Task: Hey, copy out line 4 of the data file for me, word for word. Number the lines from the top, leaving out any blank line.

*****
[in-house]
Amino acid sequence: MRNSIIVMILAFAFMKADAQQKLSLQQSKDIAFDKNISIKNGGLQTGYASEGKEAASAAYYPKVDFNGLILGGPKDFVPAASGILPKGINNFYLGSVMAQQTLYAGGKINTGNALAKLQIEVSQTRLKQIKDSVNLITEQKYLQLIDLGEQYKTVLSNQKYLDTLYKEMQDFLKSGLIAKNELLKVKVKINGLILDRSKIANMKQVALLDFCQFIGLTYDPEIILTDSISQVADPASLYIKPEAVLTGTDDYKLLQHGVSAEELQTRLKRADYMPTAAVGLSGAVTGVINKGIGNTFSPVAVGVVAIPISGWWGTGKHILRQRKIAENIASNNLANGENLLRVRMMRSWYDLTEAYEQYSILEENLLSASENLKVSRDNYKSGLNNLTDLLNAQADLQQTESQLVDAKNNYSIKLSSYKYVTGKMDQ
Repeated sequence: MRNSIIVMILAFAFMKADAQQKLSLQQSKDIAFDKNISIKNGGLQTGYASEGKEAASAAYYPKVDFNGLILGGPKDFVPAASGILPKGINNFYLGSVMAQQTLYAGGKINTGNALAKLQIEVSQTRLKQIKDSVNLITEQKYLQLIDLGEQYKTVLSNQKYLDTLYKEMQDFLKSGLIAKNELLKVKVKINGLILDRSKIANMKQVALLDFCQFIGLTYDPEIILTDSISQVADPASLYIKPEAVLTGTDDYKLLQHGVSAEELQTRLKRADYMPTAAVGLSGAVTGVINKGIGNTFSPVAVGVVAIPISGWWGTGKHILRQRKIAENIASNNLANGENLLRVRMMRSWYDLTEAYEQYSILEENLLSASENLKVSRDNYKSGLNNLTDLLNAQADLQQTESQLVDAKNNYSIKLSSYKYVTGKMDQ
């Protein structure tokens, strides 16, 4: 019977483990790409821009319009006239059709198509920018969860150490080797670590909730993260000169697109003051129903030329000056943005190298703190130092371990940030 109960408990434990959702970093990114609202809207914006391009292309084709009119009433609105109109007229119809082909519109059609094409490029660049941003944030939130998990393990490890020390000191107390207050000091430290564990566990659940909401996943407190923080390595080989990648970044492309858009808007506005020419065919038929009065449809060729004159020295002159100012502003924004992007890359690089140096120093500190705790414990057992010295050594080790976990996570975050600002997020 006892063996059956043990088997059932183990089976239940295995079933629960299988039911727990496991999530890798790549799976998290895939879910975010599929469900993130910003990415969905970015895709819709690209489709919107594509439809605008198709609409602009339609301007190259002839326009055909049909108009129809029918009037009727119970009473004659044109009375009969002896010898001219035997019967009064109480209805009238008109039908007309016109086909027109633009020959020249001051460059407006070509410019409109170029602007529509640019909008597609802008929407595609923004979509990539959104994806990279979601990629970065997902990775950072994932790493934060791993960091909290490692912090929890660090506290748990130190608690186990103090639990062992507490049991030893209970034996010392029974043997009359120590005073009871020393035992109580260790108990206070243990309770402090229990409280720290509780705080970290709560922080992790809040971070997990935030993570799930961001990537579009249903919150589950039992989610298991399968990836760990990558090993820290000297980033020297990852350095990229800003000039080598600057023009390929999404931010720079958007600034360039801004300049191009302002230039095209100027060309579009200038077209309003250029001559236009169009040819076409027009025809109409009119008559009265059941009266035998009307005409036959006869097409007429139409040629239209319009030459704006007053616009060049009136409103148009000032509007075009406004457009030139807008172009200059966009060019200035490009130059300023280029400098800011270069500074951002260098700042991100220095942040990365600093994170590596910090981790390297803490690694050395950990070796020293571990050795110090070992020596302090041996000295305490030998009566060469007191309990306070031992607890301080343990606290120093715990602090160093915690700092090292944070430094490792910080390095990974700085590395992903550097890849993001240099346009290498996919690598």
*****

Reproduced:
């Protein structure tokens, strides 16, 4: 019977483990790409821009319009006239059709198509920018969860150490080797670590909730993260000169697109003051129903030329000056943005190298703190130092371990940030 109960408990434990959702970093990114609202809207914006391009292309084709009119009433609105109109007229119809082909519109059609094409490029660049941003944030939130998990393990490890020390000191107390207050000091430290564990566990659940909401996943407190923080390595080989990648970044492309858009808007506005020419065919038929009065449809060729004159020295002159100012502003924004992007890359690089140096120093500190705790414990057992010295050594080790976990996570975050600002997020 006892063996059956043990088997059932183990089976239940295995079933629960299988039911727990496991999530890798790549799976998290895939879910975010599929469900993130910003990415969905970015895709819709690209489709919107594509439809605008198709609409602009339609301007190259002839326009055909049909108009129809029918009037009727119970009473004659044109009375009969002896010898001219035997019967009064109480209805009238008109039908007309016109086909027109633009020959020249001051460059407006070509410019409109170029602007529509640019909008597609802008929407595609923004979509990539959104994806990279979601990629970065997902990775950072994932790493934060791993960091909290490692912090929890660090506290748990130190608690186990103090639990062992507490049991030893209970034996010392029974043997009359120590005073009871020393035992109580260790108990206070243990309770402090229990409280720290509780705080970290709560922080992790809040971070997990935030993570799930961001990537579009249903919150589950039992989610298991399968990836760990990558090993820290000297980033020297990852350095990229800003000039080598600057023009390929999404931010720079958007600034360039801004300049191009302002230039095209100027060309579009200038077209309003250029001559236009169009040819076409027009025809109409009119008559009265059941009266035998009307005409036959006869097409007429139409040629239209319009030459704006007053616009060049009136409103148009000032509007075009406004457009030139807008172009200059966009060019200035490009130059300023280029400098800011270069500074951002260098700042991100220095942040990365600093994170590596910090981790390297803490690694050395950990070796020293571990050795110090070992020596302090041996000295305490030998009566060469007191309990306070031992607890301080343990606290120093715990602090160093915690700092090292944070430094490792910080390095990974700085590395992903550097890849993001240099346009290498996919690598």